Tax on commercial properties for education and Local Government funding (2020) is actually Phase 1 of Prop 13 Repeal. VOTE NO on AB-48 at the California Primary March 3, 2020. This is hidden as an Education Measure to bring down Prop 13. VOTE NO ON AB-48
California’s Proposition 13, a ballot initiative in 1978, required all properties to be taxed at no more than 1 percent of the purchase price and increased at the rate of inflation or 2 percent, whichever is lower. A ballot measure proposed for the 2020 election that would change Proposition 13’s tax protections for commercial properties. The proposed ballot measure would create a split-roll for property taxes; residential properties would keep their tax protections, while commercial properties would have their tax protections limited or removed. Residential properties would continue to be taxed at the property’s purchase price, while commercial and industrial properties would be taxed based on their market value, instead of the purchase price, and the revenue generated from this change would go to local government and school districts.
In 1978, California voters passed Proposition 13, which set property taxes for residential and commercial properties at 1 percent of the purchase price. Proposition 13 also limited property taxes’ annual increases to 2 percent per year. This prevents owners from being pushed out of their homes and businesses because of an inability to pay property taxes because of property value increasing rapidly.
Proposition 13 also established that any measure proposed for increasing state revenues be approved by a two-thirds vote from each house of the legislature. Since Prop 13 passed in 1978, property tax revenues have grown for $5 billion to $66 billion in 2017-18, which is an average of 6.9 percent annually. Prop 13’s tax limits and protections, on average saved homeowners an estimated $13,700 and renters $4,400 in 2017.
The proposed ballot initiative that would change the tax protections for commercial and industrial properties while keeping the protections for residential properties, this is known as a split roll. The proposal would require those commercial and industrial properties, except for properties zoned as commercial agriculture, to be taxed based on the market value. This property tax split-roll would also increase property taxes for businesses by requiring that property taxes be reassessed every three years. Residential properties would continue to be taxed based on the purchase price, with annual adjustments made at the rate of inflation or 2 percent, whichever is less.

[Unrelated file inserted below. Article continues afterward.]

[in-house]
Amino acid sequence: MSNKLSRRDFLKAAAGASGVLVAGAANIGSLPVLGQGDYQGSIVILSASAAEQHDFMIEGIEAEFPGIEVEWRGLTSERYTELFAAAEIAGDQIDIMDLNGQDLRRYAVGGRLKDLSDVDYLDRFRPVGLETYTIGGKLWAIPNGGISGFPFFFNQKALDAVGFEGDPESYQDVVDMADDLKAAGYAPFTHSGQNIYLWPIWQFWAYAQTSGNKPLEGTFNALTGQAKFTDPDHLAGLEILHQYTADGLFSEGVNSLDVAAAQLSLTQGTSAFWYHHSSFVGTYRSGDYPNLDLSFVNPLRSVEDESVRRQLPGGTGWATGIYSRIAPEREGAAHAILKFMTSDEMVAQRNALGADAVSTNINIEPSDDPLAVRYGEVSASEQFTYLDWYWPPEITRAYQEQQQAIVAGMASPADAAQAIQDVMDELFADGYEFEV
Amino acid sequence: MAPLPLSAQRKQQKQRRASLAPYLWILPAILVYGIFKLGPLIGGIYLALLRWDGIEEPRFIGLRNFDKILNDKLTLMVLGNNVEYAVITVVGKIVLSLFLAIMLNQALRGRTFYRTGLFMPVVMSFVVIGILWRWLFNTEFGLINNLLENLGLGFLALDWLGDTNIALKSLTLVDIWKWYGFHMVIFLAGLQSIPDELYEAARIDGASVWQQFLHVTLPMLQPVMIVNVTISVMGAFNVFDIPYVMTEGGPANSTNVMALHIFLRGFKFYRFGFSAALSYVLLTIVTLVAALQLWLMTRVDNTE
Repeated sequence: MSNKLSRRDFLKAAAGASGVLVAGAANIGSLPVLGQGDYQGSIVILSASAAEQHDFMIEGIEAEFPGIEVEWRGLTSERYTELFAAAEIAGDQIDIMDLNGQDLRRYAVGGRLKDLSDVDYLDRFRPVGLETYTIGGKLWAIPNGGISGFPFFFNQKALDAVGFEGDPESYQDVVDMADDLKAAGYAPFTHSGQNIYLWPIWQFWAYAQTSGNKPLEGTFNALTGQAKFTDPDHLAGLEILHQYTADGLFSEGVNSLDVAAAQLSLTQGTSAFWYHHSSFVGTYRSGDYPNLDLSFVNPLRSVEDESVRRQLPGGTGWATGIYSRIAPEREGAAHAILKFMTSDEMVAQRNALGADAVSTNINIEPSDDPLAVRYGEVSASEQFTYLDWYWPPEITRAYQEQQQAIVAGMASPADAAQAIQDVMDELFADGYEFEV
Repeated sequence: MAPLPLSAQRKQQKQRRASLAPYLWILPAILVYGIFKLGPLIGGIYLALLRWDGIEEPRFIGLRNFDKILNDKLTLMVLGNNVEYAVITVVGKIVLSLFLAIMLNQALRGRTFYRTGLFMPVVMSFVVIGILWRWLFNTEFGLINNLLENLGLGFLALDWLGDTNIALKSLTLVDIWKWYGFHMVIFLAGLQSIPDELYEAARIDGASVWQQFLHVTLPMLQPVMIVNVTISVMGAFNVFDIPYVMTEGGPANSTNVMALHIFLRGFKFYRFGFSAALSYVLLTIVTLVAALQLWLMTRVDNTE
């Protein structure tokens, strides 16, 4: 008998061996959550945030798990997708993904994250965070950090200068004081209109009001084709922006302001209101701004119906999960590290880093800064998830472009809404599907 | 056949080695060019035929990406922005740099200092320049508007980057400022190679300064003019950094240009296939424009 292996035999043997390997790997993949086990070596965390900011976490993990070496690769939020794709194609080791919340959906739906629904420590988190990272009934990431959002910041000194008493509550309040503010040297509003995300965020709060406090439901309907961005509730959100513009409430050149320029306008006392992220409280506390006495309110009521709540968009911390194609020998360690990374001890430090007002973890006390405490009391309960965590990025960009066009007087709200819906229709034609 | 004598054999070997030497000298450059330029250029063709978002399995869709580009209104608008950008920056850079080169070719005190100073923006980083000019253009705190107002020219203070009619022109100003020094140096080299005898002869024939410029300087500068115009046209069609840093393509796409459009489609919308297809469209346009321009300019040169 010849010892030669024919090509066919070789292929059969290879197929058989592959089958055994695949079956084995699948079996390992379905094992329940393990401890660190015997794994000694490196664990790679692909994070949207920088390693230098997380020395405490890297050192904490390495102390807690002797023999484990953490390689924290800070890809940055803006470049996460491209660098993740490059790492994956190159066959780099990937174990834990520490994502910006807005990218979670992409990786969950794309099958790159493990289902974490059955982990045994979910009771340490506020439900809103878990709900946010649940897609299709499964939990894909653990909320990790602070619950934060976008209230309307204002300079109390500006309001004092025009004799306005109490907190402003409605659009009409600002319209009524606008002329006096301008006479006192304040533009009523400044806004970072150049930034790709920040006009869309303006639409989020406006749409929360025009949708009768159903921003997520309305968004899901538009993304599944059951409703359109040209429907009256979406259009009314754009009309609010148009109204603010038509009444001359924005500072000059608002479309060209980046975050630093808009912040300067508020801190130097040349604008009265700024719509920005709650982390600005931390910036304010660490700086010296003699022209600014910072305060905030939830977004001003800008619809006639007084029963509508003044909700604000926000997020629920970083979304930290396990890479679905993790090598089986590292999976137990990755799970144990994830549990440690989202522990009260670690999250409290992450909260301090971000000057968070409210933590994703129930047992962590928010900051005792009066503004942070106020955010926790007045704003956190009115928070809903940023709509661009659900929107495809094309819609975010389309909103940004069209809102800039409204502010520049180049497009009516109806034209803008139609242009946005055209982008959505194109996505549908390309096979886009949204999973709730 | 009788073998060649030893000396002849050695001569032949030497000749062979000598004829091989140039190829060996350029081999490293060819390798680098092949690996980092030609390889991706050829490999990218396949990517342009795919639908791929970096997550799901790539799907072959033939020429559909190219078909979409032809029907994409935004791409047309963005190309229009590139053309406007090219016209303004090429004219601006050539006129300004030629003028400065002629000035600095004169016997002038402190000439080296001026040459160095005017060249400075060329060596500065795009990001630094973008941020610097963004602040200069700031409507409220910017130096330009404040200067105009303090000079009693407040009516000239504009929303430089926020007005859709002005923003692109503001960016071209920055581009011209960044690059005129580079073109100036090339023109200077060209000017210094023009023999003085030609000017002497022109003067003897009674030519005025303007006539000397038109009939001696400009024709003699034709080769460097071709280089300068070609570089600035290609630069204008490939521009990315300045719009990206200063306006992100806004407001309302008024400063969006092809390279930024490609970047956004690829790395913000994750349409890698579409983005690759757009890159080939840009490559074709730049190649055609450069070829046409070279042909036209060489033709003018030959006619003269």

The initiative would offer tax exemptions for industrial and commercial properties that are businesses with 50 or fewer full-time employees, for the first $500,000 in a business’s personal property, for businesses that are valued at less than 2 million dollars, with adjustments for inflation starting in 2023.
Continually, the ballot initiative is estimated to bring in $11 billion dollars in additional revenue, which would be distributed to local governments and school districts. 11 Percent of the funds would be allocated for community colleges, and 89% would go to public schools, charter schools, and county education offices, according to the state distribution formulas.
Schools and Community First
California Teachers Association
SEIU California State Council
California Democratic Party
Californians to Stop Higher Property Taxes
California Business Roundtable
California Chamber of Commerce
California Taxpayers Association